How To Use “Search Analytics for Sheets” Add-on
Now that we have installed the plugin it is time to put it to use. In the top menu, click on “Add-ons”, “Search Analytics for Sheets” and finally “Open Sidebar”.
This will bring up a sidebar that has all the settings you will find in Google Search Console. I’m going to use the basic settings to extract the keywords and associated URLs. There are other settings you can experiment with, such as “Device”, to further study your rankings.
- Choose the “Domain” we are going to be pulling our data from. In this case, I’m going to use my personal website Structured SEO.
- Date Range - I personally use the last 30 days as this provides good data. Wider date ranges will have more noise.
- “Group By” allows you to choose the information you want to be pulled and grouped together. In this example, I’m using “Query” and “Page”.
- Finally, click “Request Data”.
These settings are going to pull GSC data from the last 30 days based on queries used to find my web pages. It will also list the associated web page and other data available for the page, such as average position and clicks.
Here is a screenshot of a few results returned for my website. To keep it in perspective, there are over 4,400 results (keywords) returned. My site is only a couple hundred pages and a few thousand visitors per month.
So Now What?
So now I have a list of the keywords that visitors are using to organically find my web pages, but what should I do with this information?
There are many ways this data can be used, but I like to use the data to analyze product and service pages.
Create Keyword Buckets
These buckets will be based on things such as location, synonyms, etc. For example, I want to target my homepage for “SEO company”, so my bucket first bucket list might look something like this:
Next, I would look for synonyms — such as “agency” or “firm” — and finally, location modifiers to build more keyword buckets for the page.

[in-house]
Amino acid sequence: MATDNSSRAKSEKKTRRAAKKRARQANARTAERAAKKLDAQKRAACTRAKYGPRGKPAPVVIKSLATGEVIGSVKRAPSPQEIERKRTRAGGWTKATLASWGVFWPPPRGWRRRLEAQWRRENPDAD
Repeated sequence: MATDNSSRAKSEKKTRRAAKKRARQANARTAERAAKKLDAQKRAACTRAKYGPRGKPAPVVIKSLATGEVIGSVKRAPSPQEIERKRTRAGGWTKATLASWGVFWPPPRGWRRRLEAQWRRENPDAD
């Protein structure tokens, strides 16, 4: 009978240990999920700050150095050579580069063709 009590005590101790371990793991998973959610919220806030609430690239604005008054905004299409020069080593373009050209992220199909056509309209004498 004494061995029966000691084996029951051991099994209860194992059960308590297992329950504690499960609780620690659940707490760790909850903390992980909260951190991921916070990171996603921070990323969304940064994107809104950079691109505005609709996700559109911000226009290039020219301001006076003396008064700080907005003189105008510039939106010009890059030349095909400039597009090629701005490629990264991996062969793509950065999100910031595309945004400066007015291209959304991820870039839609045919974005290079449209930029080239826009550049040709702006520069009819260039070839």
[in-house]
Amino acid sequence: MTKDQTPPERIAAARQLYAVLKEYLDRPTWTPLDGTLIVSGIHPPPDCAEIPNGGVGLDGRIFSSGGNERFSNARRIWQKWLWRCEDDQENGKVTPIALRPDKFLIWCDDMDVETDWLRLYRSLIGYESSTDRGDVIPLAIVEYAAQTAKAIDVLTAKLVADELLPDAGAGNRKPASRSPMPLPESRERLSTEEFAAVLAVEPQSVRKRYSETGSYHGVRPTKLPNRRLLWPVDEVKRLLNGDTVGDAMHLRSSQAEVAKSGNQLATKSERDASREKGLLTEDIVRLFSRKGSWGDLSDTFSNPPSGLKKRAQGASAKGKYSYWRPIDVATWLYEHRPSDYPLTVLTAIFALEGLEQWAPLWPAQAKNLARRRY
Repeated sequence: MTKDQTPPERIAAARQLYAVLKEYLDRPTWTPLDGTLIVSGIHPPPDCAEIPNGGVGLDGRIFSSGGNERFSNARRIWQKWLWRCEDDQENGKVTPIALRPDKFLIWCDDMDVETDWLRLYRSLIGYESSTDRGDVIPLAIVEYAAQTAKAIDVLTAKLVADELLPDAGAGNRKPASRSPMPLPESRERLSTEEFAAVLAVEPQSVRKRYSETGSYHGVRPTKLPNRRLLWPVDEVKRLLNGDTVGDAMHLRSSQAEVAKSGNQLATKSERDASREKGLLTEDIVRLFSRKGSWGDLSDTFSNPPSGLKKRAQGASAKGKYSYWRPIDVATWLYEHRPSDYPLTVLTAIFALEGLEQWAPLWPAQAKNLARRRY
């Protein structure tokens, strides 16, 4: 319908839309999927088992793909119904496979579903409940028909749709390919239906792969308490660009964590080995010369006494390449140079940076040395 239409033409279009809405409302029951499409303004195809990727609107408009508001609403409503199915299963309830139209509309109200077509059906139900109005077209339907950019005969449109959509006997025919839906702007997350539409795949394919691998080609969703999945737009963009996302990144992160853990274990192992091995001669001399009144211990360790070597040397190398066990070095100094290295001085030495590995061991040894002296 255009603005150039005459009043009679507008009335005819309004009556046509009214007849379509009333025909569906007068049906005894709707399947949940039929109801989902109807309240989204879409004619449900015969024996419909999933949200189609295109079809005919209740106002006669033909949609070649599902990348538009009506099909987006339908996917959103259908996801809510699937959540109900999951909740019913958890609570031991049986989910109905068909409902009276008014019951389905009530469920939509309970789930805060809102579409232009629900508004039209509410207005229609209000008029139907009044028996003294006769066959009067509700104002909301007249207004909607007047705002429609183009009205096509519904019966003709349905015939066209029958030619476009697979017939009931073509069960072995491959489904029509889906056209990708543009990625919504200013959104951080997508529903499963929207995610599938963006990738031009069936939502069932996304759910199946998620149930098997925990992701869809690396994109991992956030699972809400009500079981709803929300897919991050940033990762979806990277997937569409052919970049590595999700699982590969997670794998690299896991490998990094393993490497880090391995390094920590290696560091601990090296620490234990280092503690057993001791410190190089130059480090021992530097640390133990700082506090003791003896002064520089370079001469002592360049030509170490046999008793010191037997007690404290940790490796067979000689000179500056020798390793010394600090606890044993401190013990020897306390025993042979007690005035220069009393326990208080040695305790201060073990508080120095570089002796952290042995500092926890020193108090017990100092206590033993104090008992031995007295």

I can also use these buckets to manage keyword tracking.
I use Ahrefs to create tags for each bucket that I’m targeting. An example would look something like this:
Now I can examine the tags and see exactly which page is ranking for which keyword. When a page is optimized correctly, you will see that your target pages are the only pages ranking for all the keywords in the bucket. This makes it easy to spot problems such as keyword cannibalization.
A/B Test Onpage Optimization
I find that when making changes to title tags, header tags, content I can see the keywords I’m targeting start to move fairly quickly. This is very useful when I’m creating new pages or looking for ideas for new keywords, and it makes it easy to A/B test different formats
Keep in mind that your report will need to be scrubbed. For example, your homepage might have impressions and clicks from keywords such as “contact us”. I expect this occurs from impressions from site links when branded searches are used, but there are many other ways this can happen also. The good news is these keywords are usually easy to spot, as you will see just a few impressions and an average rank above 50.
This is just three ways that GSC can be leveraged to understand what keywords Google is associating with your site, so you can imagine how powerful this data can be for SEO. To learn more about keyword research, check out the resources below.